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What is Junk DNA?

No Longer Useless: The Important Roles of ‘Junk DNA’

The myth that non-coding DNA sequences have no biological significance has been busted, explains CU research instructor Iain Konigsberg, PhD.

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Written by Kara Mason on June 11, 2024

When geneticists started mapping the human genome, they were specifically interested in learning about genes and what they do. Everything else they deemed as “junk DNA.”

But as the saying goes, one person’s trash is another person’s treasure.

So-called junk DNA makes up the vast majority of the genome — about 98% — and consists of non-coding DNA, which scientists now see as vital to studying human health and disease.

“In modern, more enlightened times, we realize that while genes, the protein-coding units of the genome, are very important, they cannot perform their jobs without the very complex regulatory functions of non-coding regions of the genome,” explains Iain Konigsberg, PhD, research instructor in the Department of Biomedical Informatics at the University of Colorado School of Medicine. 

He shares what exactly junk DNA is and why associating non-coding DNA with junk no longer makes sense in the world of disease research.

Q&A Header

What does the term “junk DNA” mean?

Historically speaking, non-coding DNA was coined “junk DNA” by some people working in genomics a few decades ago.

DNA contains genes, which encode proteins. Geneticists think of genes as the basic units of the genome, and years and years ago, there was a lot of focus in the field of gene discovery to identify individual genes. They were basically looking for needles in a haystack, but they weren’t much interested in the haystack.

However, just because there wasn’t interest in that part of the genome at the time doesn’t mean there wasn’t any significance. We now see that non-coding DNA, or what was previously considered junk, has many important roles.

So, individual genes rely on non-coding DNA?

For the most part, yes.

A lot of work since the Human Genome Project has shown that defining these non-coding regions of the genome as junk does them a disservice. While genes are the major units of the genome that become functional proteins, these genes can't really perform their functions without the non-coding DNA.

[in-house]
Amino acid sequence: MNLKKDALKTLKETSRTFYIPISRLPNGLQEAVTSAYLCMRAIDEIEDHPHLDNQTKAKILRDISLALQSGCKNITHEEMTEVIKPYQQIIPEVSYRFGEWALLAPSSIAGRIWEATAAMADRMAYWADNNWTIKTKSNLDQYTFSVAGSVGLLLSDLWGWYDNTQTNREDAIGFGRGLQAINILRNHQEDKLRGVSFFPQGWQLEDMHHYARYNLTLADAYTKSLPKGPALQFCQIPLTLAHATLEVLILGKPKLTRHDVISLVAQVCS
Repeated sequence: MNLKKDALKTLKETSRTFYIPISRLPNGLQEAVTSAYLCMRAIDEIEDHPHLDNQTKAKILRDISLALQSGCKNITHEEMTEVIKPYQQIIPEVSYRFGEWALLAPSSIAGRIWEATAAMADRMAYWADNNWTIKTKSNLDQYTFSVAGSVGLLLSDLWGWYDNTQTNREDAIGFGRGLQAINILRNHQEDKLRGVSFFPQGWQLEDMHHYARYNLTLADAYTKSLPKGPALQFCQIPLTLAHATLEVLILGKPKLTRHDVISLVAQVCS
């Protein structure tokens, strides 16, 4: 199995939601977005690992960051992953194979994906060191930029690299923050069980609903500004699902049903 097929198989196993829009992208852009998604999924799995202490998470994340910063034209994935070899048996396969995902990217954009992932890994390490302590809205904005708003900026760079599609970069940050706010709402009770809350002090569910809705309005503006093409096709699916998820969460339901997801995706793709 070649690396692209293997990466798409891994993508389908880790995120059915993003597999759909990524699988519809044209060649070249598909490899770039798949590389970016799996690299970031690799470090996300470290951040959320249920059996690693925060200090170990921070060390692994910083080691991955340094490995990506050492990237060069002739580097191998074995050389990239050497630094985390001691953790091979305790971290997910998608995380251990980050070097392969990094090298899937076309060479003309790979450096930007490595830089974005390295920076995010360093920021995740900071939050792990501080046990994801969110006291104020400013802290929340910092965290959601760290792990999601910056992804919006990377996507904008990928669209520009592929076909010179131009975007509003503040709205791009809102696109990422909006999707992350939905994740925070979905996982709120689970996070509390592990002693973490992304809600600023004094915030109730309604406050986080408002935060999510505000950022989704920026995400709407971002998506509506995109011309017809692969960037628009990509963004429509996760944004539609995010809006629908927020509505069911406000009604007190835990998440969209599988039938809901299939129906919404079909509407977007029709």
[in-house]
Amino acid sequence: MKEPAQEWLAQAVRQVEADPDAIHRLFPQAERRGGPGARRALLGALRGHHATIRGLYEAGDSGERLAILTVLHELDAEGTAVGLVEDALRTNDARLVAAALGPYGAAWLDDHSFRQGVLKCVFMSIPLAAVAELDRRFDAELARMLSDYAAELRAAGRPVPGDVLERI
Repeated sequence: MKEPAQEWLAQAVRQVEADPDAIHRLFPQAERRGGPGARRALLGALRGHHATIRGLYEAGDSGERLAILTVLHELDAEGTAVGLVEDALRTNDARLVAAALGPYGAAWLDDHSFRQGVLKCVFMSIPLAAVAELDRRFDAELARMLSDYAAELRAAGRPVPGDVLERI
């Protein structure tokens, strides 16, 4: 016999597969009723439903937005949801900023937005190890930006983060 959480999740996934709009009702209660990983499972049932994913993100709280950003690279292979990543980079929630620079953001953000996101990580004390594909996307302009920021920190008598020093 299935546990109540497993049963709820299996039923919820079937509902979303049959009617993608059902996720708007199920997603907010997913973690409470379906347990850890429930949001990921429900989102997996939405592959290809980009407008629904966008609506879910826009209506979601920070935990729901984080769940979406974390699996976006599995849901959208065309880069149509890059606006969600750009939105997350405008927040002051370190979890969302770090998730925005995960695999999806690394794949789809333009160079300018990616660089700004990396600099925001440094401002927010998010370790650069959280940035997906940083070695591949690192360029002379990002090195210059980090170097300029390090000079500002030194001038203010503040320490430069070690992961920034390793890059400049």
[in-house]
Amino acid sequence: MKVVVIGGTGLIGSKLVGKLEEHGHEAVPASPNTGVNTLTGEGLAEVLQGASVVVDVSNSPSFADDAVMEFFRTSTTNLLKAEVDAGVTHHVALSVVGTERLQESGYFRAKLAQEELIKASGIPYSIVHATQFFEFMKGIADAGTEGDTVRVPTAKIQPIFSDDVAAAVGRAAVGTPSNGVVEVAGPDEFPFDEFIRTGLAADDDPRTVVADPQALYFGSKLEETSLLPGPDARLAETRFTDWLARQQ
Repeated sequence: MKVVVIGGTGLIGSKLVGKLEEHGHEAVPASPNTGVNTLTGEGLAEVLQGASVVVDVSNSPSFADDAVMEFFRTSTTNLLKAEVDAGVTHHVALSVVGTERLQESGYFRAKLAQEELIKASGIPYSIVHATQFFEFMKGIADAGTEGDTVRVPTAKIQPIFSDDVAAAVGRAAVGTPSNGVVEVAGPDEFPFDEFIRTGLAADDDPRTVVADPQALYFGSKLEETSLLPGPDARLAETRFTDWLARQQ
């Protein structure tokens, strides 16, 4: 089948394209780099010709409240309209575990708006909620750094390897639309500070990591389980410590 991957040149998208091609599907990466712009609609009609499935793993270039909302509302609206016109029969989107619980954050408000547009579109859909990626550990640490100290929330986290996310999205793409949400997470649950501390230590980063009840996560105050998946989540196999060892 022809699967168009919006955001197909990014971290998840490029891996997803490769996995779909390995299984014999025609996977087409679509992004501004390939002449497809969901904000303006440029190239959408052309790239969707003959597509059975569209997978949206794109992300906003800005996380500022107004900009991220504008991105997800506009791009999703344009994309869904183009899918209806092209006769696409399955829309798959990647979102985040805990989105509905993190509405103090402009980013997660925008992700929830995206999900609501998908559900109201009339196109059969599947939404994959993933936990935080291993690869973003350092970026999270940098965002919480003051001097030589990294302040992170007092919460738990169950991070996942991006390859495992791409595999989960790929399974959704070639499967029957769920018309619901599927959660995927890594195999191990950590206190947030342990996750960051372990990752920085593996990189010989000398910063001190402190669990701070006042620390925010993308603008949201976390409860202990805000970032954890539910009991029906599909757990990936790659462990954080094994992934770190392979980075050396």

What roles do non-coding regions of the genome play?

They have important jobs like determining the 3D architecture of DNA, or how it folds. The sequences within these regions can be involved in protein binding and protein recruiting, DNA contacts, and more.

One of the primary mechanisms a lot of us researchers are interested in is that these regions contain sequences that are known to affect gene activity. There are regulatory elements within non-coding DNA. A few popular and commonly discussed ones are enhancers and repressors. 

Does non-coding DNA impact disease?

Absolutely. Generally in genetic diseases, we see two types: mendelian disease and common complex disease. Mendelian diseases are driven by high effect size variations or mutations. Those tend to occur in coding DNA. For example, Huntington’s disease is associated with the Huntington gene, and if you have variants that affect this gene’s activity, you likely have this disease.

But there is a lot of genetic variation that doesn’t have that large of an effect. We see a lot more variation generally in non-coding DNA regions, and these regions are less constrained.

All of us are carrying around a lot of variation in our non-coding DNA. One variant isn't typically going to give us a lifelong disease, but burdens of these variants can start to impact our health.

For these common diseases that are often also impacted by the environment — let's think about things like type two diabetes or coronary artery disease — there are a lot of variants in the non-coding genome that affect your risk of these diseases very, very slightly. A lot of the diseases that faculty and researchers in our department focus on don’t have these simple on-and-off switches. There’s a spectrum of risk, which comes from those non-coding DNA regions.

Now that we know that junk DNA isn’t junk at all, what would you rename it?

I think we should simply call it what it is: non-coding DNA. That’s the most concise and accurate way to describe these regions.

Topics: Research, Genetics

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Iain Konigsberg, PhD